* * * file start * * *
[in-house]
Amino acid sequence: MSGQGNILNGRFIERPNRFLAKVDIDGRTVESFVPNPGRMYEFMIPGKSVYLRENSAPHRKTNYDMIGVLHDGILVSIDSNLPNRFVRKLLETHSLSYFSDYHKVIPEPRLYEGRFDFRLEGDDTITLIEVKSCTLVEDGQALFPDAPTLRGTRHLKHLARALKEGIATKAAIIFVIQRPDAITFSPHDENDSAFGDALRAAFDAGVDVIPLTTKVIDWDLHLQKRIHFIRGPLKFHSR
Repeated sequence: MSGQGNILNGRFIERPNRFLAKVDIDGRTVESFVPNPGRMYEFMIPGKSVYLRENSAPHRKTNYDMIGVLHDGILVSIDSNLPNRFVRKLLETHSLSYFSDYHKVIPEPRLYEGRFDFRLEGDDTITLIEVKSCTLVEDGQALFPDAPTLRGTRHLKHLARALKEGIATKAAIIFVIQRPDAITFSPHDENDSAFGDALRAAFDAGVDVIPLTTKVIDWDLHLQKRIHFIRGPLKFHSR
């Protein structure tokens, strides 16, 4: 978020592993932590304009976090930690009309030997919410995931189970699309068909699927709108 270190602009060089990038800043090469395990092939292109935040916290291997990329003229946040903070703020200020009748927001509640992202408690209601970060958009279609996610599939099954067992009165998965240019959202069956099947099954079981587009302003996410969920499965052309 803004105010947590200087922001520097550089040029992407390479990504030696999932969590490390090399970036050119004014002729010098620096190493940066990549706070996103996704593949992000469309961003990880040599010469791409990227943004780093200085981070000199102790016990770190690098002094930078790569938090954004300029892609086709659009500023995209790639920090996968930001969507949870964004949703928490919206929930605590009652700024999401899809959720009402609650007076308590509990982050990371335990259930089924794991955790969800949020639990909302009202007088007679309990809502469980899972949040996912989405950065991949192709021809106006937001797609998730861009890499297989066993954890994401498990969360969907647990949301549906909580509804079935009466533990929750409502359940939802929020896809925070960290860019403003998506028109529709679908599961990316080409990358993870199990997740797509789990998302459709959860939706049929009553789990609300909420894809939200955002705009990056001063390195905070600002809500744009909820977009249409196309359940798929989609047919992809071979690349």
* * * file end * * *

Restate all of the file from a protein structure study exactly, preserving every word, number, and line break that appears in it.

[in-house]
Amino acid sequence: MSGQGNILNGRFIERPNRFLAKVDIDGRTVESFVPNPGRMYEFMIPGKSVYLRENSAPHRKTNYDMIGVLHDGILVSIDSNLPNRFVRKLLETHSLSYFSDYHKVIPEPRLYEGRFDFRLEGDDTITLIEVKSCTLVEDGQALFPDAPTLRGTRHLKHLARALKEGIATKAAIIFVIQRPDAITFSPHDENDSAFGDALRAAFDAGVDVIPLTTKVIDWDLHLQKRIHFIRGPLKFHSR
Repeated sequence: MSGQGNILNGRFIERPNRFLAKVDIDGRTVESFVPNPGRMYEFMIPGKSVYLRENSAPHRKTNYDMIGVLHDGILVSIDSNLPNRFVRKLLETHSLSYFSDYHKVIPEPRLYEGRFDFRLEGDDTITLIEVKSCTLVEDGQALFPDAPTLRGTRHLKHLARALKEGIATKAAIIFVIQRPDAITFSPHDENDSAFGDALRAAFDAGVDVIPLTTKVIDWDLHLQKRIHFIRGPLKFHSR
């Protein structure tokens, strides 16, 4: 978020592993932590304009976090930690009309030997919410995931189970699309068909699927709108 270190602009060089990038800043090469395990092939292109935040916290291997990329003229946040903070703020200020009748927001509640992202408690209601970060958009279609996610599939099954067992009165998965240019959202069956099947099954079981587009302003996410969920499965052309 803004105010947590200087922001520097550089040029992407390479990504030696999932969590490390090399970036050119004014002729010098620096190493940066990549706070996103996704593949992000469309961003990880040599010469791409990227943004780093200085981070000199102790016990770190690098002094930078790569938090954004300029892609086709659009500023995209790639920090996968930001969507949870964004949703928490919206929930605590009652700024999401899809959720009402609650007076308590509990982050990371335990259930089924794991955790969800949020639990909302009202007088007679309990809502469980899972949040996912989405950065991949192709021809106006937001797609998730861009890499297989066993954890994401498990969360969907647990949301549906909580509804079935009466533990929750409502359940939802929020896809925070960290860019403003998506028109529709679908599961990316080409990358993870199990997740797509789990998302459709959860939706049929009553789990609300909420894809939200955002705009990056001063390195905070600002809500744009909820977009249409196309359940798929989609047919992809071979690349």